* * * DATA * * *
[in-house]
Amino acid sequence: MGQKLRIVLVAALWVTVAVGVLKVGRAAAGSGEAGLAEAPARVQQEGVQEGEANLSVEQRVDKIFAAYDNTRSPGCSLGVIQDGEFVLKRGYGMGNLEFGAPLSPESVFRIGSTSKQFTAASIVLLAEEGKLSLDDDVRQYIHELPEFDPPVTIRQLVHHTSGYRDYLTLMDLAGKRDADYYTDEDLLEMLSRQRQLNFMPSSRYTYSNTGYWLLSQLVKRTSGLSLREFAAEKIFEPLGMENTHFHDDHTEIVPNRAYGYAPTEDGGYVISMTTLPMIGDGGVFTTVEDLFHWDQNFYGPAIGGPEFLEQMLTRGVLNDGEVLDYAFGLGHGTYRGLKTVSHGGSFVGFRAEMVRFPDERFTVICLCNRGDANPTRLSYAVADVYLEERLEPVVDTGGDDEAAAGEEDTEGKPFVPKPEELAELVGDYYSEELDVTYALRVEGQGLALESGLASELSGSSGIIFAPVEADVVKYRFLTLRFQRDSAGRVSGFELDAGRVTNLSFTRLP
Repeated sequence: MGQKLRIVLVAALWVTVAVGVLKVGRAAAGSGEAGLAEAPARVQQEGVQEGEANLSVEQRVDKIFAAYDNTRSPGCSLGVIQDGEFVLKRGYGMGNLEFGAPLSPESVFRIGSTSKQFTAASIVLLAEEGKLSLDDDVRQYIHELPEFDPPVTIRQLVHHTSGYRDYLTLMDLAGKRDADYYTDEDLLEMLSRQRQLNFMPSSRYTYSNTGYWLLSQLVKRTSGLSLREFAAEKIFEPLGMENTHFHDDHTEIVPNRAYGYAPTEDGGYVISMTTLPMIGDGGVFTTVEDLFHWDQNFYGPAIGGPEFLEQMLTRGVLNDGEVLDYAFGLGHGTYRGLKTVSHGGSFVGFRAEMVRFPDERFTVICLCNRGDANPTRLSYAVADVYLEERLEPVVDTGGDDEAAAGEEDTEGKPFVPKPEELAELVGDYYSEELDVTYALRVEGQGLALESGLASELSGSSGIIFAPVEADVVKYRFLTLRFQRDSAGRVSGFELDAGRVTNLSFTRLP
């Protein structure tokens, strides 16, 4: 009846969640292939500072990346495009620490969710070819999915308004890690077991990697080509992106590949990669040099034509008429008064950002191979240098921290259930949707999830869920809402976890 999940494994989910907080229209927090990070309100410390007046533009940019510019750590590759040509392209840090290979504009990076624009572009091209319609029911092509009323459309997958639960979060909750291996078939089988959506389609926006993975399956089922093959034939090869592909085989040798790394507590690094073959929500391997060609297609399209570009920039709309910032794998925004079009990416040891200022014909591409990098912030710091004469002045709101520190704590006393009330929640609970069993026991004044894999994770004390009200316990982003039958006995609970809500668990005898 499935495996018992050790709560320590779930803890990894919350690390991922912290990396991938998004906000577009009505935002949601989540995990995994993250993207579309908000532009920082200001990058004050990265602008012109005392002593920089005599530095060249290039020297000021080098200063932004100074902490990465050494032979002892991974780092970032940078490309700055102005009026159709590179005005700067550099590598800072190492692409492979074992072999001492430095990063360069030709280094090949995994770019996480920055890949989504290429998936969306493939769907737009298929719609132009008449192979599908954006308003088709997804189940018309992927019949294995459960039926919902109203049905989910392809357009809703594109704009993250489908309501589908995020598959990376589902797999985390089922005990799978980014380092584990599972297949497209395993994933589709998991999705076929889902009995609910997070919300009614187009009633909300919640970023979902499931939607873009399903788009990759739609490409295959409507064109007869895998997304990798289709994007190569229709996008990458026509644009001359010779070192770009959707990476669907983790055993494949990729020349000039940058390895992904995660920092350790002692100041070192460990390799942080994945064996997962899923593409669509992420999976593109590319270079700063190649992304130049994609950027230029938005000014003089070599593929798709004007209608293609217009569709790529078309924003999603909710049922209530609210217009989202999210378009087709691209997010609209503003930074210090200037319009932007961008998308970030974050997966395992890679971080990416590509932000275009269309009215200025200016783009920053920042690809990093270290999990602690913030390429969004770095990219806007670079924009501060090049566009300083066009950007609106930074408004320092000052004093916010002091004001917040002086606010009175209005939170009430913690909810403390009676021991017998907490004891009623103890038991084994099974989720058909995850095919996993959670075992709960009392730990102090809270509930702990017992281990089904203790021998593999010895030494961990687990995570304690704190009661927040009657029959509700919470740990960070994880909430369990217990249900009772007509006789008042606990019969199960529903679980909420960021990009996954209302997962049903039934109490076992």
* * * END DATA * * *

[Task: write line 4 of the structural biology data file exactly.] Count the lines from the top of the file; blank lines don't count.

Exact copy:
């Protein structure tokens, strides 16, 4: 009846969640292939500072990346495009620490969710070819999915308004890690077991990697080509992106590949990669040099034509008429008064950002191979240098921290259930949707999830869920809402976890 999940494994989910907080229209927090990070309100410390007046533009940019510019750590590759040509392209840090290979504009990076624009572009091209319609029911092509009323459309997958639960979060909750291996078939089988959506389609926006993975399956089922093959034939090869592909085989040798790394507590690094073959929500391997060609297609399209570009920039709309910032794998925004079009990416040891200022014909591409990098912030710091004469002045709101520190704590006393009330929640609970069993026991004044894999994770004390009200316990982003039958006995609970809500668990005898 499935495996018992050790709560320590779930803890990894919350690390991922912290990396991938998004906000577009009505935002949601989540995990995994993250993207579309908000532009920082200001990058004050990265602008012109005392002593920089005599530095060249290039020297000021080098200063932004100074902490990465050494032979002892991974780092970032940078490309700055102005009026159709590179005005700067550099590598800072190492692409492979074992072999001492430095990063360069030709280094090949995994770019996480920055890949989504290429998936969306493939769907737009298929719609132009008449192979599908954006308003088709997804189940018309992927019949294995459960039926919902109203049905989910392809357009809703594109704009993250489908309501589908995020598959990376589902797999985390089922005990799978980014380092584990599972297949497209395993994933589709998991999705076929889902009995609910997070919300009614187009009633909300919640970023979902499931939607873009399903788009990759739609490409295959409507064109007869895998997304990798289709994007190569229709996008990458026509644009001359010779070192770009959707990476669907983790055993494949990729020349000039940058390895992904995660920092350790002692100041070192460990390799942080994945064996997962899923593409669509992420999976593109590319270079700063190649992304130049994609950027230029938005000014003089070599593929798709004007209608293609217009569709790529078309924003999603909710049922209530609210217009989202999210378009087709691209997010609209503003930074210090200037319009932007961008998308970030974050997966395992890679971080990416590509932000275009269309009215200025200016783009920053920042690809990093270290999990602690913030390429969004770095990219806007670079924009501060090049566009300083066009950007609106930074408004320092000052004093916010002091004001917040002086606010009175209005939170009430913690909810403390009676021991017998907490004891009623103890038991084994099974989720058909995850095919996993959670075992709960009392730990102090809270509930702990017992281990089904203790021998593999010895030494961990687990995570304690704190009661927040009657029959509700919470740990960070994880909430369990217990249900009772007509006789008042606990019969199960529903679980909420960021990009996954209302997962049903039934109490076992």